These photographs, pathways, drawings, maps, charts and graphics appear in David Katz’s Psychological Atlas (1948), a book intended for “arousing a zeal for the study of psychology”. Katz (1 October 1884 – 2 February 1953) , a psychologist and professor at the University of Stockholm specialising in Gestalt psychology and phenomenology, used the 396 illustrations drawn from rare books and the classroom to form a compendium of the mind to better illustrate his lectures. He discovered that “no matter how the members of his audience differed in comprehension of his language, the use of graphic materials aroused their interest and served to illustrate his points.”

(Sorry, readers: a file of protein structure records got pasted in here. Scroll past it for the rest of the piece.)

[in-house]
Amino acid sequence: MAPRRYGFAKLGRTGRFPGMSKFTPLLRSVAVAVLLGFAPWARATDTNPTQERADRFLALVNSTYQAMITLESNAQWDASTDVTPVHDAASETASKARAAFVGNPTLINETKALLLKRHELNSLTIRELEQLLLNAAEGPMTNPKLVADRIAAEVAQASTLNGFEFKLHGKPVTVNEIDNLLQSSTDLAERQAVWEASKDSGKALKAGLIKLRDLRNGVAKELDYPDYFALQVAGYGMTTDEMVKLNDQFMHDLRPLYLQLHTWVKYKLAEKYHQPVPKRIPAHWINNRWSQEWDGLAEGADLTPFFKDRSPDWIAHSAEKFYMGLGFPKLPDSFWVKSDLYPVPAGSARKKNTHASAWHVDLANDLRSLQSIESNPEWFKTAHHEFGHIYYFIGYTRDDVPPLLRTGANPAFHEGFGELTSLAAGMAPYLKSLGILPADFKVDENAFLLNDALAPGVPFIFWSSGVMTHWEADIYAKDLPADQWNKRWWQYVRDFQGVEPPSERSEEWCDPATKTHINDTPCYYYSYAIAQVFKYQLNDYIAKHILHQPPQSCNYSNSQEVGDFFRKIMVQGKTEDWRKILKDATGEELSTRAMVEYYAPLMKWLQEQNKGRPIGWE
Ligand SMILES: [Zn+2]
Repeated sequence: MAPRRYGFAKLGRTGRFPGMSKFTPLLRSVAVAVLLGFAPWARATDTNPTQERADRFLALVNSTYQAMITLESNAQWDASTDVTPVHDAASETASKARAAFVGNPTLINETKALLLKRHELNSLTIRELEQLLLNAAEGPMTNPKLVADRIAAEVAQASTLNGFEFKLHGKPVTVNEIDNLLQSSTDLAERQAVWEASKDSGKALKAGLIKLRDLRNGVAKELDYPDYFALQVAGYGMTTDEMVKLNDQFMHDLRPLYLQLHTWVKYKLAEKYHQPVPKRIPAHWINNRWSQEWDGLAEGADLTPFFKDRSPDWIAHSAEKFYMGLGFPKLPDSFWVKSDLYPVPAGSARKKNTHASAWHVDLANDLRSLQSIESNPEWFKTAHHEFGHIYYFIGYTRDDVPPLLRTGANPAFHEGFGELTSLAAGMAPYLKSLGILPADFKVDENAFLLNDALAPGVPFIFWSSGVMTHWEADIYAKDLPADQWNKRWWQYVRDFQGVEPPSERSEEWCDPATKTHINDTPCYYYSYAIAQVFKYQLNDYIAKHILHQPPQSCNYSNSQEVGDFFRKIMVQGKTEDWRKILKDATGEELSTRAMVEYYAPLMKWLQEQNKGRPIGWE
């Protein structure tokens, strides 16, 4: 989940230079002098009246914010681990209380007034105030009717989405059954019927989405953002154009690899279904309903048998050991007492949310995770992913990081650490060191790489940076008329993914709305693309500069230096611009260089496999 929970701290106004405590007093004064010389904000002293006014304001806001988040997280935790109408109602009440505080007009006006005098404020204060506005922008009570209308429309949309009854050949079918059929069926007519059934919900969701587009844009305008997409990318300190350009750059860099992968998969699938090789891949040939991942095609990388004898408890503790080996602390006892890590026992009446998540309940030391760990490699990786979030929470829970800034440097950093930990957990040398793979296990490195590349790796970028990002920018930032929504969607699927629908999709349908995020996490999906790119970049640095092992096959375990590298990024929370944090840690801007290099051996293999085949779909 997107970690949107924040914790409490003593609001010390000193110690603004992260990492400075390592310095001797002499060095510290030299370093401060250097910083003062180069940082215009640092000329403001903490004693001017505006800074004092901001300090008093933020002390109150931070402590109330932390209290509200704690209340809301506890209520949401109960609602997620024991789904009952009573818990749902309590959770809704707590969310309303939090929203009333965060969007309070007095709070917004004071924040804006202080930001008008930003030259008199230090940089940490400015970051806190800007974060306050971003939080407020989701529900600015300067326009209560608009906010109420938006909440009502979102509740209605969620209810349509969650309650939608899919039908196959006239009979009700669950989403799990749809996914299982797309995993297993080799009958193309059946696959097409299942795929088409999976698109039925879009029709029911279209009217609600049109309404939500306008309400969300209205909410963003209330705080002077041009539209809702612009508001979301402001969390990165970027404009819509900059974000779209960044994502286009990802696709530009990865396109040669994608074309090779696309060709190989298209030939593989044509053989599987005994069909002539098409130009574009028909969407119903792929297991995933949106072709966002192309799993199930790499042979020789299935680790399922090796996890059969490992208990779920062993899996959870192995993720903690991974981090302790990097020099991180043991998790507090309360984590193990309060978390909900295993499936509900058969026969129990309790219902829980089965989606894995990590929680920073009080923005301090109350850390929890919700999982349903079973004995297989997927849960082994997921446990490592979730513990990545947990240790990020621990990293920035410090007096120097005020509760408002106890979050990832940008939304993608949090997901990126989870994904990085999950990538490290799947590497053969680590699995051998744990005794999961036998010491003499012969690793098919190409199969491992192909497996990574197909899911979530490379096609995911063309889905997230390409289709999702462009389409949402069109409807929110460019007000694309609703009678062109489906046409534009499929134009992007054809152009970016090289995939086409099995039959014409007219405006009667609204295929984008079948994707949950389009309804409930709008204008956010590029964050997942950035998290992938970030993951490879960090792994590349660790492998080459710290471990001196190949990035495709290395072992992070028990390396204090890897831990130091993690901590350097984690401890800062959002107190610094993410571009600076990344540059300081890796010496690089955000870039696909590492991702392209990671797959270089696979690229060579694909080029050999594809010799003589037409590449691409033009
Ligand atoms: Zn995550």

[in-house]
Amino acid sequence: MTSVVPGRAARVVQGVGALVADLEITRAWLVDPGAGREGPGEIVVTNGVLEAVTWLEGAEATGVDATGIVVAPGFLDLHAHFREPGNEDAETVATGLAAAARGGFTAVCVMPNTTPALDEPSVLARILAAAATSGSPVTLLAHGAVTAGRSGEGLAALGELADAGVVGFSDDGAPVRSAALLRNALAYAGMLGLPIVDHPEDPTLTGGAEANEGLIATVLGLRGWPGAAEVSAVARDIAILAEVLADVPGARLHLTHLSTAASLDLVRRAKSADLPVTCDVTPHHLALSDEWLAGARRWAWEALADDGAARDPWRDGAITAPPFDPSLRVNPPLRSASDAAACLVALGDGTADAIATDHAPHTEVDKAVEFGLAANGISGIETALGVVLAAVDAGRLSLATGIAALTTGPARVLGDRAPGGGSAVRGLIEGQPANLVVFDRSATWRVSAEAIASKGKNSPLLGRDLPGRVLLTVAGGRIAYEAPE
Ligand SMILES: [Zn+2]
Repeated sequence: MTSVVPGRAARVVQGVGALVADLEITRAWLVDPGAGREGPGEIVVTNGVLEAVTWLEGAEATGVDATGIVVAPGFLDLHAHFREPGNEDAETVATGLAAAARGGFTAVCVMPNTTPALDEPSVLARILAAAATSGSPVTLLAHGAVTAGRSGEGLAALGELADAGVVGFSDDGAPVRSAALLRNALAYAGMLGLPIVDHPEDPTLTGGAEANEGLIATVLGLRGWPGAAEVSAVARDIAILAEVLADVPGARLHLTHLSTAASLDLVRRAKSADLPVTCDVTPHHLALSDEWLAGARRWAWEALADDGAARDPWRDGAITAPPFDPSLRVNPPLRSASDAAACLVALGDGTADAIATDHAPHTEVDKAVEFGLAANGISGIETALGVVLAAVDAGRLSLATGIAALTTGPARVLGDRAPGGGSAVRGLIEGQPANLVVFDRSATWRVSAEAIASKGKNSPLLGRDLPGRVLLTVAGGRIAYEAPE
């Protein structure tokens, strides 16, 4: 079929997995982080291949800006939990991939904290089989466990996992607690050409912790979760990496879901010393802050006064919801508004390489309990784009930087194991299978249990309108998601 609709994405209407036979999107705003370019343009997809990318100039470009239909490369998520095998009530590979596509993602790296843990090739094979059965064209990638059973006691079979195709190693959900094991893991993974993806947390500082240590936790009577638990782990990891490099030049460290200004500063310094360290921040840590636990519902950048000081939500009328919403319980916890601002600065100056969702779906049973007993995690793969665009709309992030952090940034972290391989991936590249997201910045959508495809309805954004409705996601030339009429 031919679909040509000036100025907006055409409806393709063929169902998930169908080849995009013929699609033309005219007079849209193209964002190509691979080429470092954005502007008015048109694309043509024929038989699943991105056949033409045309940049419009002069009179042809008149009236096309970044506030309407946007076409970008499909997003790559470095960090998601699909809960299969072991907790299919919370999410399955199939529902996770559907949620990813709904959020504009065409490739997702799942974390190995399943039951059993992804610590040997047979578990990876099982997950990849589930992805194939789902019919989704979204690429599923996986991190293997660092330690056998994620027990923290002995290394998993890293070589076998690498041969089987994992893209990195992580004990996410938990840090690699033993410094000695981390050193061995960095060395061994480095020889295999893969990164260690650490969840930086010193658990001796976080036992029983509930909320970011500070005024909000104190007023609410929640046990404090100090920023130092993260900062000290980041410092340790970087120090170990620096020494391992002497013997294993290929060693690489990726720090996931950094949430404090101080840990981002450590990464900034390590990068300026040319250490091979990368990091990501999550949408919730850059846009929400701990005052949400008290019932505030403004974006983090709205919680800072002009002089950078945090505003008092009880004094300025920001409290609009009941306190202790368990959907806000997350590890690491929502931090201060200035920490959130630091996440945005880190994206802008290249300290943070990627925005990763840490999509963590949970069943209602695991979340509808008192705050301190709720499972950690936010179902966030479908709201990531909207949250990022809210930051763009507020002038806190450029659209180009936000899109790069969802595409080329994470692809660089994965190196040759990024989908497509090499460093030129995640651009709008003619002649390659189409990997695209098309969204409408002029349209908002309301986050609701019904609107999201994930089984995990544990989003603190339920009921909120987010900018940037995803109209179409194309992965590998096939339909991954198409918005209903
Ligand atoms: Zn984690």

The books is split into themes: “General Psychology”, “Character and Topology”, “Developmental psychology”, “Physical Handicaps”, “Medical Psychology”, “Occult Phenomena”, “Applied and Animal psychology” and “Eminent Psychologists”.
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